Regeneron and GSK to sequence UK genetic data

Regeneron and GlaxoSmithKline have joined forces to generate genetic sequence data from the 500,000 volunteers in the UK’s Biobank database.

The companies hope the initiative will give insights to support development of new medicines for a wide range of serious and life threatening diseases.

The success rate of medicines entering clinical trials is still only 1 in 10, with the remaining 90% never reaching patients.

This high failure rate is caused in many cases by an incomplete understanding of the link between the biological target of a drug and the disease.

Medicines developed using genetic evidence have a much better chance of success, the companies said.

They will sequence the data from the government-backed Biobank, an ambitious project which began collecting genetic data from 500,000 volunteers in 2007, and aims to increase understanding of the genetic basis of diseases.

Biobank will track their health for a period of 25 years or more, and since 2012, external researchers have had access to anonymised records from the database.

The Regeneron Genetics Center (RGC) and GlaxoSmithKline have committed an investment to sequence the first 50,000 samples by the end of this year.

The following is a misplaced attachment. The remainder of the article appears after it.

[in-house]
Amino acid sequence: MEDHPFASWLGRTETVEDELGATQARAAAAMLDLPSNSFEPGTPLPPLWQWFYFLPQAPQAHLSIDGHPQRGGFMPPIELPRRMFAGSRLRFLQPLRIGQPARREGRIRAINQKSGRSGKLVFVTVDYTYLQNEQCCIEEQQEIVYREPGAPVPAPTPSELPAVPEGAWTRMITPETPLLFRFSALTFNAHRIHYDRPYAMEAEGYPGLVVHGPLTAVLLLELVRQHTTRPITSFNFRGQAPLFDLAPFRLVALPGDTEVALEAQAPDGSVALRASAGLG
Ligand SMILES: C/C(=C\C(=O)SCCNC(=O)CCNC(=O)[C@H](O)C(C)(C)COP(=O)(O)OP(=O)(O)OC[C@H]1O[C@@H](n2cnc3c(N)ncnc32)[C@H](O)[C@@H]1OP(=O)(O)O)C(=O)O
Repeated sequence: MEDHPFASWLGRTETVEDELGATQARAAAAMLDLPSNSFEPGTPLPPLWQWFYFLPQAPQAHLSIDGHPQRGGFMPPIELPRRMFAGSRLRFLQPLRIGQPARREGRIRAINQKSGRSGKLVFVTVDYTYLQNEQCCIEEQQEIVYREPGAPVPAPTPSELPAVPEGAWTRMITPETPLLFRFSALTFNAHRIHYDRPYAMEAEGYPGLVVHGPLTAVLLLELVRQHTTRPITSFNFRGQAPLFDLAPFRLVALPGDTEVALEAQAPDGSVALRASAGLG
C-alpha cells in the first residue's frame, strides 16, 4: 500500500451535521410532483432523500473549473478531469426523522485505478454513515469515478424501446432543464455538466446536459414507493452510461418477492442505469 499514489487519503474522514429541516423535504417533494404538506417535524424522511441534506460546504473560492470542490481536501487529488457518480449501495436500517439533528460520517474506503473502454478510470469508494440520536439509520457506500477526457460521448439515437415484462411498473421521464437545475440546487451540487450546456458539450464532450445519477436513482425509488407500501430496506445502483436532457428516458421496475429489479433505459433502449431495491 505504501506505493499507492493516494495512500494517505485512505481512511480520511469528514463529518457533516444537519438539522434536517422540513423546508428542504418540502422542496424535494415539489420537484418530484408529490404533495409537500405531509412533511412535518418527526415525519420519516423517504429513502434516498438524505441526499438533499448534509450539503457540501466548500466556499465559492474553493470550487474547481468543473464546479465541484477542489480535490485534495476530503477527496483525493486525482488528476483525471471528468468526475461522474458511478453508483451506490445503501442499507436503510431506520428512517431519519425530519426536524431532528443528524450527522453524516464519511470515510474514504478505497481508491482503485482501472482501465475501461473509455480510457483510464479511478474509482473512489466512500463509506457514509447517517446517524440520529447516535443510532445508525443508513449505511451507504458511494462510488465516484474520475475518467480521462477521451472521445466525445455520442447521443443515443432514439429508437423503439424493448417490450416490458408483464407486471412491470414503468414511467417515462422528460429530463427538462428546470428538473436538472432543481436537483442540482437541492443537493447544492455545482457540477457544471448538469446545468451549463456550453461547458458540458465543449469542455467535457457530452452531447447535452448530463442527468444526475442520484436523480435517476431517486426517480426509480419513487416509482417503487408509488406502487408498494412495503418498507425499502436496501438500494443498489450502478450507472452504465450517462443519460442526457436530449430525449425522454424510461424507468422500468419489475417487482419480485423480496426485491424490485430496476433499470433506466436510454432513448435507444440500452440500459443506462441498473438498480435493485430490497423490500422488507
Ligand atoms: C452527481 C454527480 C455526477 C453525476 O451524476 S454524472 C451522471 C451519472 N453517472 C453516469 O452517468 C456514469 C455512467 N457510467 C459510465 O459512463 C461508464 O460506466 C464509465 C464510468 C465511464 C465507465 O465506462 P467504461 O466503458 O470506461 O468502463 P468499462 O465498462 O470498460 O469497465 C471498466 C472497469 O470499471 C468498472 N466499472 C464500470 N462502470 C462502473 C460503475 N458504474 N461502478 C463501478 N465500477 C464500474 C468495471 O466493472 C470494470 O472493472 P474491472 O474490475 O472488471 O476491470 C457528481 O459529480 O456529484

RGC is one of the world’s largest human genetics centres and will have sequenced the full 500,000 samples within three to five years.

After the end of the exclusivity period, sequence data will be made available to the broader scientific community, and findings will also be submitted to peer-reviewed journals.

GSK has significant expertise in genomics and is incorporating advances in this scientific field into its drug research programmes.

It has a specialist drug discovery team focused on genetically-validated drug targets, who work across the company’s R&D organisation, and through external collaborations.

GSK’s ‘Open Targets’ collaboration with the European Bioinformatics Institute, the Wellcome Trust Sanger Institute and Biogen includes an open access research platform, which makes genetic and biological data openly available to support drug discovery.

Over 60% of the targets selected for new GSK drug discovery programmes in 2016 are supported by human genetic evidence.

The UK Biobank is funded by the Medical Research Council, Wellcome Trust, Department of Health, Welsh Government, Scottish Government, British Heart Foundation, Cancer Research UK and Diabetes UK.

Patrick Vallance

Patrick Vallance

GSK’s president of R&D, Patrick Vallance, said: “Having been actively involved in UK Biobank as a board member since 2013, I’m delighted that, through our collaboration with Regeneron, we can enrich this resource for the wider scientific community and also provide potential new opportunities for companies such as ours to develop new medicines for patients.”

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